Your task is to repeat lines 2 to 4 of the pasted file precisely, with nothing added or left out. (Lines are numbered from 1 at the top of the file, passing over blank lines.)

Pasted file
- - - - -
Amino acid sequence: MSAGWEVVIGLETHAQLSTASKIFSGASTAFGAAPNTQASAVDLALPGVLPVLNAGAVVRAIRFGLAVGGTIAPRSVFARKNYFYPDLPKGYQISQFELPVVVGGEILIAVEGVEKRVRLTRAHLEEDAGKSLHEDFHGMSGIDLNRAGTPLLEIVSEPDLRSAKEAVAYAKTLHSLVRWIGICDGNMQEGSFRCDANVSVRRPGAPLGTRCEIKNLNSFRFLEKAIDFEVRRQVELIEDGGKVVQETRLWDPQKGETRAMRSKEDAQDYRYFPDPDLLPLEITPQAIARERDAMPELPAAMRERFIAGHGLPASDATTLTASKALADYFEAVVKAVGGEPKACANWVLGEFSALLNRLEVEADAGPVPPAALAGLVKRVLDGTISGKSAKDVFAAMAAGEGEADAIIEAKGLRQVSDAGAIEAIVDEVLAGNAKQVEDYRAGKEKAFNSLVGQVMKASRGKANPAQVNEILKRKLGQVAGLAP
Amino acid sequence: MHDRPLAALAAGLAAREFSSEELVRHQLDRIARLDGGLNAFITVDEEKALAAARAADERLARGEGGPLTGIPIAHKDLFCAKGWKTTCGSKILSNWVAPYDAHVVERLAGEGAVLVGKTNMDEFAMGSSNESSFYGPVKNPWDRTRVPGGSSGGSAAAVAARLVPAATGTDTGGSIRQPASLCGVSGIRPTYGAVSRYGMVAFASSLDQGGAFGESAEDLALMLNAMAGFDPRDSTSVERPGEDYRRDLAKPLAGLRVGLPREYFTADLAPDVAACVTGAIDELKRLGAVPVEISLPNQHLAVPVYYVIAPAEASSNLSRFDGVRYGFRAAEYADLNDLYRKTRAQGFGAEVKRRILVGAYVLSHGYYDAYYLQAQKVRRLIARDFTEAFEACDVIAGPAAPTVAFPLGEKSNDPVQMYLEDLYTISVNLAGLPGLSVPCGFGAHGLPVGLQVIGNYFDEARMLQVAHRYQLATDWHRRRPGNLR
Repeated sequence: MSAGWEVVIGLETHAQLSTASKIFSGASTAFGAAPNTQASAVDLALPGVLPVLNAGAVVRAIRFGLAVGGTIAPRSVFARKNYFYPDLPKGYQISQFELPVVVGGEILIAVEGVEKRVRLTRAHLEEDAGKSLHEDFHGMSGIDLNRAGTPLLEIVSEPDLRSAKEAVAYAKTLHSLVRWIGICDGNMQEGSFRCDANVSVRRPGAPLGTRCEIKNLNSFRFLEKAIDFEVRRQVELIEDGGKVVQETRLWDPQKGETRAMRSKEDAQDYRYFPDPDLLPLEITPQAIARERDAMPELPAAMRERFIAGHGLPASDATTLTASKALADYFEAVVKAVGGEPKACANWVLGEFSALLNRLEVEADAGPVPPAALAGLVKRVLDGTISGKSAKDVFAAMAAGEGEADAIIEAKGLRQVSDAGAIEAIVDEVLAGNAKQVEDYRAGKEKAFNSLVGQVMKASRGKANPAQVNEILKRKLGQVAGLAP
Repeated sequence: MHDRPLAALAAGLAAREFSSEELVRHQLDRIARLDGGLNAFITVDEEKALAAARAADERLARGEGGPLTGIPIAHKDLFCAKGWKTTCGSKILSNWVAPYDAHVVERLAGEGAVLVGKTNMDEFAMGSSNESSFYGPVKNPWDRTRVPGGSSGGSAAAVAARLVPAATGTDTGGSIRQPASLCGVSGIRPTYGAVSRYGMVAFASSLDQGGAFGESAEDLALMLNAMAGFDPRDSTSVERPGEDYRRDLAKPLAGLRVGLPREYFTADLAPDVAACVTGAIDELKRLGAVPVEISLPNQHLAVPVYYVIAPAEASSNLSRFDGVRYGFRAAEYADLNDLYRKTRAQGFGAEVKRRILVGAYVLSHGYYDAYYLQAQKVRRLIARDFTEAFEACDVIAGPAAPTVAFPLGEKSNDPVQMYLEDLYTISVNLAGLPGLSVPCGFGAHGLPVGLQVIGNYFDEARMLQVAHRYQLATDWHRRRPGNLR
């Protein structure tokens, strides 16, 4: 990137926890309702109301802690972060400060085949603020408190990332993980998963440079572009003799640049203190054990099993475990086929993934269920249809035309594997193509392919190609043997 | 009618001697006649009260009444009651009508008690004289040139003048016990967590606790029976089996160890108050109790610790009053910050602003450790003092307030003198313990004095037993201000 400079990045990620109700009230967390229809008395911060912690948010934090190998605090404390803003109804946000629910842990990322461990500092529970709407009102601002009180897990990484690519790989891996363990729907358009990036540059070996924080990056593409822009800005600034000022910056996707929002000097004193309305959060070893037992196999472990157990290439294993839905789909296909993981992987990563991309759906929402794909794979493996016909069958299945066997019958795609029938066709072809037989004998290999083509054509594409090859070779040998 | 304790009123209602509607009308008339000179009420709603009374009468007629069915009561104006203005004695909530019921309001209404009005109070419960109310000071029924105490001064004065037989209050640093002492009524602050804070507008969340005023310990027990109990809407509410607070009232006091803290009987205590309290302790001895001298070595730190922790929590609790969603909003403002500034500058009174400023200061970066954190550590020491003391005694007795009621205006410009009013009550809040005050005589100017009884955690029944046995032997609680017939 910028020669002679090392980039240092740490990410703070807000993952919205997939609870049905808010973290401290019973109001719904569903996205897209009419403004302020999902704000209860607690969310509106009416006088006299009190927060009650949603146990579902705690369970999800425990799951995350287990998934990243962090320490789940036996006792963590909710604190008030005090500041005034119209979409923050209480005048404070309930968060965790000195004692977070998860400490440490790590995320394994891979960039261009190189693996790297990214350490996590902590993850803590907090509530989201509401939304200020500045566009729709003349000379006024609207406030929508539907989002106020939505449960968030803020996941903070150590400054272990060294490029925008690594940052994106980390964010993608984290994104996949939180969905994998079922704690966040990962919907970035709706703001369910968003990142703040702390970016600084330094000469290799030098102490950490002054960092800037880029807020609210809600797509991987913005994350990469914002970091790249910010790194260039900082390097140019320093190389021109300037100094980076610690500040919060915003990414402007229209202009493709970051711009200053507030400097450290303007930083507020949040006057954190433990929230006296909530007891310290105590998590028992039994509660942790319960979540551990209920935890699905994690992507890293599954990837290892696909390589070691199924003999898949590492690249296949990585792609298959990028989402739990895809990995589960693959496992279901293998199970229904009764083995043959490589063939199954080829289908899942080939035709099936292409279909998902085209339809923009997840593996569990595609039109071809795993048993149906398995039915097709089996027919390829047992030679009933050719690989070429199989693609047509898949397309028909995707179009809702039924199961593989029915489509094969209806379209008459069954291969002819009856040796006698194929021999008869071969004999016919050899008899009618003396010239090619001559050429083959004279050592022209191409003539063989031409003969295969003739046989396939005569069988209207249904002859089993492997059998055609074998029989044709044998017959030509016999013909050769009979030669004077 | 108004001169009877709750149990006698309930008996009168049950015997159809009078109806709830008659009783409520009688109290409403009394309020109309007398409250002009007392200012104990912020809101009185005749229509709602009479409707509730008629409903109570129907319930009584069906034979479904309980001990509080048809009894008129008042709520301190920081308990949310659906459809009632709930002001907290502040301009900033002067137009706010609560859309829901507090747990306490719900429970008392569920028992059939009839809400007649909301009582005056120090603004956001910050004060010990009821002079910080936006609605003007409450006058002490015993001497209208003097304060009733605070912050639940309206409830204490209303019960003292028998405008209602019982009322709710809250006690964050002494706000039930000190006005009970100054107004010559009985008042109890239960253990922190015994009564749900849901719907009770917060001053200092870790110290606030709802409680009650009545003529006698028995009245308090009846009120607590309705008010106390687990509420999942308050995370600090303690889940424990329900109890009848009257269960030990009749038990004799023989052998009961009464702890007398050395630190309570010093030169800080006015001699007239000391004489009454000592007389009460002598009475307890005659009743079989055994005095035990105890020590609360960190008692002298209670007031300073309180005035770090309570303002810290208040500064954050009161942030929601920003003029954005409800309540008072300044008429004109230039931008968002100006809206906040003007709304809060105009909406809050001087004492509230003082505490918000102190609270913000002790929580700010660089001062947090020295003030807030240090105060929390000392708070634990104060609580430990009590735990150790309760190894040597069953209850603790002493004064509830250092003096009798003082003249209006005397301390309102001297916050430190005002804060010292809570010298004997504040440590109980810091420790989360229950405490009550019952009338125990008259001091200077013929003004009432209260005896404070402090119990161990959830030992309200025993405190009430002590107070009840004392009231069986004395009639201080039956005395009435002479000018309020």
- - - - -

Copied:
Amino acid sequence: MHDRPLAALAAGLAAREFSSEELVRHQLDRIARLDGGLNAFITVDEEKALAAARAADERLARGEGGPLTGIPIAHKDLFCAKGWKTTCGSKILSNWVAPYDAHVVERLAGEGAVLVGKTNMDEFAMGSSNESSFYGPVKNPWDRTRVPGGSSGGSAAAVAARLVPAATGTDTGGSIRQPASLCGVSGIRPTYGAVSRYGMVAFASSLDQGGAFGESAEDLALMLNAMAGFDPRDSTSVERPGEDYRRDLAKPLAGLRVGLPREYFTADLAPDVAACVTGAIDELKRLGAVPVEISLPNQHLAVPVYYVIAPAEASSNLSRFDGVRYGFRAAEYADLNDLYRKTRAQGFGAEVKRRILVGAYVLSHGYYDAYYLQAQKVRRLIARDFTEAFEACDVIAGPAAPTVAFPLGEKSNDPVQMYLEDLYTISVNLAGLPGLSVPCGFGAHGLPVGLQVIGNYFDEARMLQVAHRYQLATDWHRRRPGNLR
Repeated sequence: MSAGWEVVIGLETHAQLSTASKIFSGASTAFGAAPNTQASAVDLALPGVLPVLNAGAVVRAIRFGLAVGGTIAPRSVFARKNYFYPDLPKGYQISQFELPVVVGGEILIAVEGVEKRVRLTRAHLEEDAGKSLHEDFHGMSGIDLNRAGTPLLEIVSEPDLRSAKEAVAYAKTLHSLVRWIGICDGNMQEGSFRCDANVSVRRPGAPLGTRCEIKNLNSFRFLEKAIDFEVRRQVELIEDGGKVVQETRLWDPQKGETRAMRSKEDAQDYRYFPDPDLLPLEITPQAIARERDAMPELPAAMRERFIAGHGLPASDATTLTASKALADYFEAVVKAVGGEPKACANWVLGEFSALLNRLEVEADAGPVPPAALAGLVKRVLDGTISGKSAKDVFAAMAAGEGEADAIIEAKGLRQVSDAGAIEAIVDEVLAGNAKQVEDYRAGKEKAFNSLVGQVMKASRGKANPAQVNEILKRKLGQVAGLAP
Repeated sequence: MHDRPLAALAAGLAAREFSSEELVRHQLDRIARLDGGLNAFITVDEEKALAAARAADERLARGEGGPLTGIPIAHKDLFCAKGWKTTCGSKILSNWVAPYDAHVVERLAGEGAVLVGKTNMDEFAMGSSNESSFYGPVKNPWDRTRVPGGSSGGSAAAVAARLVPAATGTDTGGSIRQPASLCGVSGIRPTYGAVSRYGMVAFASSLDQGGAFGESAEDLALMLNAMAGFDPRDSTSVERPGEDYRRDLAKPLAGLRVGLPREYFTADLAPDVAACVTGAIDELKRLGAVPVEISLPNQHLAVPVYYVIAPAEASSNLSRFDGVRYGFRAAEYADLNDLYRKTRAQGFGAEVKRRILVGAYVLSHGYYDAYYLQAQKVRRLIARDFTEAFEACDVIAGPAAPTVAFPLGEKSNDPVQMYLEDLYTISVNLAGLPGLSVPCGFGAHGLPVGLQVIGNYFDEARMLQVAHRYQLATDWHRRRPGNLR